Training and development opportunities aren’t lacking at Prepress and I was recently given the opportunity to undertake a ‘modern apprenticeship in management’. I wasn’t familiar with modern apprenticeships and, as I was the first at the company to undertake one, it was something of an unknown: what does it entail? What do you get out of it?

These are among the most common questions I’m asked now that I’ve completed the apprenticeship – by those intrigued and those considering undertaking one themselves. So, in the style of an FAQ, here’s what I discovered.

You undertook a what?

A modern apprenticeship in management. The outcome was an SVQ (Scottish Vocational Qualification) in Management at SCQF (Scottish Credit and Qualifications Framework) level 7. The provider was Microcom Training.

What is it like? What did it involve?

You select a number of modules and work through them consecutively. I selected ‘lead your team’, ‘evaluate change’ and ‘manage people’s performance at work’ among others.

There is no teaching and there are no learning resources. Instead, you are prompted to reflect on best practice in management (and where this is applicable to your current role and responsibilities), research areas of interest and investigate management-relevant practices in your own organisation (from company policies to industry-specific requirements).

All work is completed online. I was set a module (with a typical deadline of 1 month), read the module’s 10–25 questions, reflected on them for a few days, then sat down and researched/completed the questions, which took anywhere from 1 to 5 hours, depending on the size of the module and my familiarity with the topic. I attached some form of evidence (e.g. a feedback email, a performance appraisal summary, a committee document) to demonstrate the application of my learning and understanding in my working life. My Microcom contact marked my responses and then visited the office (this was pre coronavirus pandemic) to record a short Q&A session with me to assess my understanding in person.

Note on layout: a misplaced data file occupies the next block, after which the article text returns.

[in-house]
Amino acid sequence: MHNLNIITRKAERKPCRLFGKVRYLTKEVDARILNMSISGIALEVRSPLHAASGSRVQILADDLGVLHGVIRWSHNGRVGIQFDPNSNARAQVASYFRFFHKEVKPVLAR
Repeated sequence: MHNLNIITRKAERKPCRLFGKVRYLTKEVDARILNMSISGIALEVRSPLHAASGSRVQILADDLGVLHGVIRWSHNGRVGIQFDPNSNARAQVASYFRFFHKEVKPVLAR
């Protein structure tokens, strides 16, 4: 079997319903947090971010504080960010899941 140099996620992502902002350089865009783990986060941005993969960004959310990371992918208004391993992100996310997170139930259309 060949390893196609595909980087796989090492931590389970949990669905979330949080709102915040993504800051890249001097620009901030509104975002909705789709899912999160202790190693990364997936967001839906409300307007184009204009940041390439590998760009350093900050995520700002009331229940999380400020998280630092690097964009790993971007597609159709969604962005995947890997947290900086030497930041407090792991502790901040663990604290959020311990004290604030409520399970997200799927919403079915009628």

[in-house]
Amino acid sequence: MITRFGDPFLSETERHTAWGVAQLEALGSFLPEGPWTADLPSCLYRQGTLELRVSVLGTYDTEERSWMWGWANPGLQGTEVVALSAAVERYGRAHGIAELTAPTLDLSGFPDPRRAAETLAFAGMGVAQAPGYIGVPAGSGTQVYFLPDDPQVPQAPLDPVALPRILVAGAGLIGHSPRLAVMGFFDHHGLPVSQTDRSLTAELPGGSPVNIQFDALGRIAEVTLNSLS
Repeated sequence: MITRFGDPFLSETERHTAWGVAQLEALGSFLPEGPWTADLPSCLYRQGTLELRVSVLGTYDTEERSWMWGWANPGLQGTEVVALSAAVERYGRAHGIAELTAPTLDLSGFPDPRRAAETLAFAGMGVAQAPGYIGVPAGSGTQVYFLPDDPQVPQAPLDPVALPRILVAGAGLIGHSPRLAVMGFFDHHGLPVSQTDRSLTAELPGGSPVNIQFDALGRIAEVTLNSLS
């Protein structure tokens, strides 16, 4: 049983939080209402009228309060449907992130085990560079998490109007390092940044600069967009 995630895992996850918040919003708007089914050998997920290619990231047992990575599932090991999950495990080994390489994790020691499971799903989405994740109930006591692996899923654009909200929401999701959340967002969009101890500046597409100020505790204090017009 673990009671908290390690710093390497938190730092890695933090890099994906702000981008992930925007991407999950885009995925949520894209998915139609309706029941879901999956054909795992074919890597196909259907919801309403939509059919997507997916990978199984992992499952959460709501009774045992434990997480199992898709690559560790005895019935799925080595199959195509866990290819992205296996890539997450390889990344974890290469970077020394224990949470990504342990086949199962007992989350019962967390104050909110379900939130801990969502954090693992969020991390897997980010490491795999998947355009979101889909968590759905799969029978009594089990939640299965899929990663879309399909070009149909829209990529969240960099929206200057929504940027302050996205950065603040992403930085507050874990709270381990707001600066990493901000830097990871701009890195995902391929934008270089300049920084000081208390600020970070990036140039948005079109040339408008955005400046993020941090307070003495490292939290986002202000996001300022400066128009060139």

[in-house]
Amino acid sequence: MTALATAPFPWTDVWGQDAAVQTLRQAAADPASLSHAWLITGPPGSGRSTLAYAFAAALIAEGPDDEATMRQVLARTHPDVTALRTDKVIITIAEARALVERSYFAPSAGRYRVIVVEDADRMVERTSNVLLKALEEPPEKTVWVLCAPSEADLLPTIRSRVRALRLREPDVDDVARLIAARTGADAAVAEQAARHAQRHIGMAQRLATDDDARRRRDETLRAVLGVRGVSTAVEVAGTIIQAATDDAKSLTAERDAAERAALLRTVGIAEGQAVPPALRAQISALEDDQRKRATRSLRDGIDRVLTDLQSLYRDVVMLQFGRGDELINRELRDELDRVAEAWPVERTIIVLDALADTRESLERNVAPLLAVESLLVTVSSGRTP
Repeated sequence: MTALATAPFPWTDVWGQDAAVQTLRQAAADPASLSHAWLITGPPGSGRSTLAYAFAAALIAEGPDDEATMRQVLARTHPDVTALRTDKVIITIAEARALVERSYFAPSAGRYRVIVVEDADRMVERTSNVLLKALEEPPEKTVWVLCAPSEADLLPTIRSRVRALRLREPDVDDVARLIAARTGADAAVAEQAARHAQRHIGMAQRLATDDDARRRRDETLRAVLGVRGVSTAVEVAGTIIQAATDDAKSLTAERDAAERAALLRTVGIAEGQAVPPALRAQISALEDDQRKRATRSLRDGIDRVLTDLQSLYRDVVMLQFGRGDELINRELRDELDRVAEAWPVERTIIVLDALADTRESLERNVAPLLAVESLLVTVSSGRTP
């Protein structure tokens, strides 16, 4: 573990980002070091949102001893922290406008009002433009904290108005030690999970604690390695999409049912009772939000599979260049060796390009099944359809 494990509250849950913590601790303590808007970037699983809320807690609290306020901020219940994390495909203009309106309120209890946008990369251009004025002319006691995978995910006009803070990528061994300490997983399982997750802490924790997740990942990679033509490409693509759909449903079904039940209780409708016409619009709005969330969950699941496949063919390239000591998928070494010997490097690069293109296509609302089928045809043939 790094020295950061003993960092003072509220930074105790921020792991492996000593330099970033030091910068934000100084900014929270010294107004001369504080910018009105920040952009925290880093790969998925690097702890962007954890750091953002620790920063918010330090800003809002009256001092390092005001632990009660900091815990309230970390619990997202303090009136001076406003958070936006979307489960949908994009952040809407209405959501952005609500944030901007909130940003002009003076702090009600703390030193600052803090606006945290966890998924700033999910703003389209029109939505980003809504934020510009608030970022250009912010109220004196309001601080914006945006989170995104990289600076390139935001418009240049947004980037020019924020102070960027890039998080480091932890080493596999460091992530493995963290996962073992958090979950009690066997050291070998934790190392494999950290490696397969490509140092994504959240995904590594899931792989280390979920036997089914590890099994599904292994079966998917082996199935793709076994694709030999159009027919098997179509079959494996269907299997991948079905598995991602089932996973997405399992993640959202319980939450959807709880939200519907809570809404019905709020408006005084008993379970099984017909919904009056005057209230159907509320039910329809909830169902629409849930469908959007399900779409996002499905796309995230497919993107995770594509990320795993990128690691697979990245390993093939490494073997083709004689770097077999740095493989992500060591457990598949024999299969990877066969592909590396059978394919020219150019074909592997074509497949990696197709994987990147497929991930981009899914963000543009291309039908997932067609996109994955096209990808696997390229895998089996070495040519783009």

So, the experience was essentially: reflect, research, write up, discuss.

How much time did it take?

I completed the apprenticeship in 7 months.

I did seven modules and spent a total of around 35 hours working directly on the qualification.

Is it flexible?

Each of my requests to extend a deadline was granted, and on some occasions I completed two or three modules before the next assessment session, so it was extremely flexible. Completing the apprenticeship was never at the expense of my work or work–life balance.

What did you get out of it?

  • A recognised qualification.
  • Greater understanding of best practice in managing the performance of others.
  • Increased familiarity with Prepress’s policies and industry-specific requirements.
  • Dedicated time to reflect on my own practice, goals and development.

The experience was different to any training or coursework I’d undertaken before, and in positive ways – I found this approach to training (reflect, research, write up, discuss) well suited to on-the-job development.

On the subject of training, at Prepress we’re also investing in coaching (see Gillian’s and Sharon’s blog posts), and the concurrence of my apprenticeship and coaching training brought the following thought to mind: could modern apprenticeships be the coaching equivalent of management training, given their focus on reflection, self-direction and discovering your own resources and solutions?

If this sort of approach to training and development sounds good, an apprenticeship in management may be just what you’re looking for.